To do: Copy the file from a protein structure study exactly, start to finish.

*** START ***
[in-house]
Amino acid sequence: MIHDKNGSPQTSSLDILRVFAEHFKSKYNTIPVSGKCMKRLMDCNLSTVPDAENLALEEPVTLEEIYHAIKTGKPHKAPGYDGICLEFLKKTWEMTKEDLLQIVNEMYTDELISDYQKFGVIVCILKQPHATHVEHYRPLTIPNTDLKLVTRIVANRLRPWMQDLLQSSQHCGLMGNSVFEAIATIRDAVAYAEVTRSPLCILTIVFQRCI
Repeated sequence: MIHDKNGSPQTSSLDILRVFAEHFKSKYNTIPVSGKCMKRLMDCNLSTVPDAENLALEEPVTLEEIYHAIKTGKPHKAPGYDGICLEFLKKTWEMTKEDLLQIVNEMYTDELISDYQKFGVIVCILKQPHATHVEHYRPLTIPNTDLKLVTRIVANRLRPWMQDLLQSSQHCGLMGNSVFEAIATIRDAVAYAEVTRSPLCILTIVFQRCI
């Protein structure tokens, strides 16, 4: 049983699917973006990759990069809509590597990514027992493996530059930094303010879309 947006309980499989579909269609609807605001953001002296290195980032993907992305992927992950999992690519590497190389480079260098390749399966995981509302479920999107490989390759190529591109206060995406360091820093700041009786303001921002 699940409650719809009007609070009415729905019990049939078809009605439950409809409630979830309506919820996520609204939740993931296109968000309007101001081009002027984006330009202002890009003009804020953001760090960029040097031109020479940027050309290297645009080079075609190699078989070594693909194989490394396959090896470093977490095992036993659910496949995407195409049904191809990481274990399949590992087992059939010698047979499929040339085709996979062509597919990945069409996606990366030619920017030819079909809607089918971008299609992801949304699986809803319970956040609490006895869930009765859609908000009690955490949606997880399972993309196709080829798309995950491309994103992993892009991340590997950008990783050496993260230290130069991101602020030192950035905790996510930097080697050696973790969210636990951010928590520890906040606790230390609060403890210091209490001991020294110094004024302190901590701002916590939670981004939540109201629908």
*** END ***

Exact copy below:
[in-house]
Amino acid sequence: MIHDKNGSPQTSSLDILRVFAEHFKSKYNTIPVSGKCMKRLMDCNLSTVPDAENLALEEPVTLEEIYHAIKTGKPHKAPGYDGICLEFLKKTWEMTKEDLLQIVNEMYTDELISDYQKFGVIVCILKQPHATHVEHYRPLTIPNTDLKLVTRIVANRLRPWMQDLLQSSQHCGLMGNSVFEAIATIRDAVAYAEVTRSPLCILTIVFQRCI
Repeated sequence: MIHDKNGSPQTSSLDILRVFAEHFKSKYNTIPVSGKCMKRLMDCNLSTVPDAENLALEEPVTLEEIYHAIKTGKPHKAPGYDGICLEFLKKTWEMTKEDLLQIVNEMYTDELISDYQKFGVIVCILKQPHATHVEHYRPLTIPNTDLKLVTRIVANRLRPWMQDLLQSSQHCGLMGNSVFEAIATIRDAVAYAEVTRSPLCILTIVFQRCI
């Protein structure tokens, strides 16, 4: 049983699917973006990759990069809509590597990514027992493996530059930094303010879309 947006309980499989579909269609609807605001953001002296290195980032993907992305992927992950999992690519590497190389480079260098390749399966995981509302479920999107490989390759190529591109206060995406360091820093700041009786303001921002 699940409650719809009007609070009415729905019990049939078809009605439950409809409630979830309506919820996520609204939740993931296109968000309007101001081009002027984006330009202002890009003009804020953001760090960029040097031109020479940027050309290297645009080079075609190699078989070594693909194989490394396959090896470093977490095992036993659910496949995407195409049904191809990481274990399949590992087992059939010698047979499929040339085709996979062509597919990945069409996606990366030619920017030819079909809607089918971008299609992801949304699986809803319970956040609490006895869930009765859609908000009690955490949606997880399972993309196709080829798309995950491309994103992993892009991340590997950008990783050496993260230290130069991101602020030192950035905790996510930097080697050696973790969210636990951010928590520890906040606790230390609060403890210091209490001991020294110094004024302190901590701002916590939670981004939540109201629908």